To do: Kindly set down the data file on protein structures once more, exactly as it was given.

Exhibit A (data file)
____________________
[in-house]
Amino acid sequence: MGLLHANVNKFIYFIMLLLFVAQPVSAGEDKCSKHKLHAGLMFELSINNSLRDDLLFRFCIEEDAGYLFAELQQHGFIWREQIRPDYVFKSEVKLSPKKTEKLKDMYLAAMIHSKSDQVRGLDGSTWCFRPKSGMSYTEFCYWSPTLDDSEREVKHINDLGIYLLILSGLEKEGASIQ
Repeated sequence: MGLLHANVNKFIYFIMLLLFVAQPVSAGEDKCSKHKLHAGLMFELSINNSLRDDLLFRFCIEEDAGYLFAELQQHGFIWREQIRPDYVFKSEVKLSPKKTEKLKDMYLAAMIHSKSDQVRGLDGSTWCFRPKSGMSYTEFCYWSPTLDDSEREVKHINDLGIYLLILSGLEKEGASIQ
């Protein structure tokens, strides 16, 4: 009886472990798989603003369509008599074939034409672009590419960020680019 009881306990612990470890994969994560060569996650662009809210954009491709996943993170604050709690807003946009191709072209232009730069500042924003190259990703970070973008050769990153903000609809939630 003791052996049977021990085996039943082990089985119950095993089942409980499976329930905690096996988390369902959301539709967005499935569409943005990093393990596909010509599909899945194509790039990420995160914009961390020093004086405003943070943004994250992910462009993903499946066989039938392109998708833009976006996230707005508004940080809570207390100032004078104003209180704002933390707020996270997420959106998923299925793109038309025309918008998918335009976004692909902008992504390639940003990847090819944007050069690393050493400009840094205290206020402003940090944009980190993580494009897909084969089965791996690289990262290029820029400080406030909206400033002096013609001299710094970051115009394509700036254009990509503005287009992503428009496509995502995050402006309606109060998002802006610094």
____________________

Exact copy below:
[in-house]
Amino acid sequence: MGLLHANVNKFIYFIMLLLFVAQPVSAGEDKCSKHKLHAGLMFELSINNSLRDDLLFRFCIEEDAGYLFAELQQHGFIWREQIRPDYVFKSEVKLSPKKTEKLKDMYLAAMIHSKSDQVRGLDGSTWCFRPKSGMSYTEFCYWSPTLDDSEREVKHINDLGIYLLILSGLEKEGASIQ
Repeated sequence: MGLLHANVNKFIYFIMLLLFVAQPVSAGEDKCSKHKLHAGLMFELSINNSLRDDLLFRFCIEEDAGYLFAELQQHGFIWREQIRPDYVFKSEVKLSPKKTEKLKDMYLAAMIHSKSDQVRGLDGSTWCFRPKSGMSYTEFCYWSPTLDDSEREVKHINDLGIYLLILSGLEKEGASIQ
């Protein structure tokens, strides 16, 4: 009886472990798989603003369509008599074939034409672009590419960020680019 009881306990612990470890994969994560060569996650662009809210954009491709996943993170604050709690807003946009191709072209232009730069500042924003190259990703970070973008050769990153903000609809939630 003791052996049977021990085996039943082990089985119950095993089942409980499976329930905690096996988390369902959301539709967005499935569409943005990093393990596909010509599909899945194509790039990420995160914009961390020093004086405003943070943004994250992910462009993903499946066989039938392109998708833009976006996230707005508004940080809570207390100032004078104003209180704002933390707020996270997420959106998923299925793109038309025309918008998918335009976004692909902008992504390639940003990847090819944007050069690393050493400009840094205290206020402003940090944009980190993580494009897909084969089965791996690289990262290029820029400080406030909206400033002096013609001299710094970051115009394509700036254009990509503005287009992503428009496509995502995050402006309606109060998002802006610094």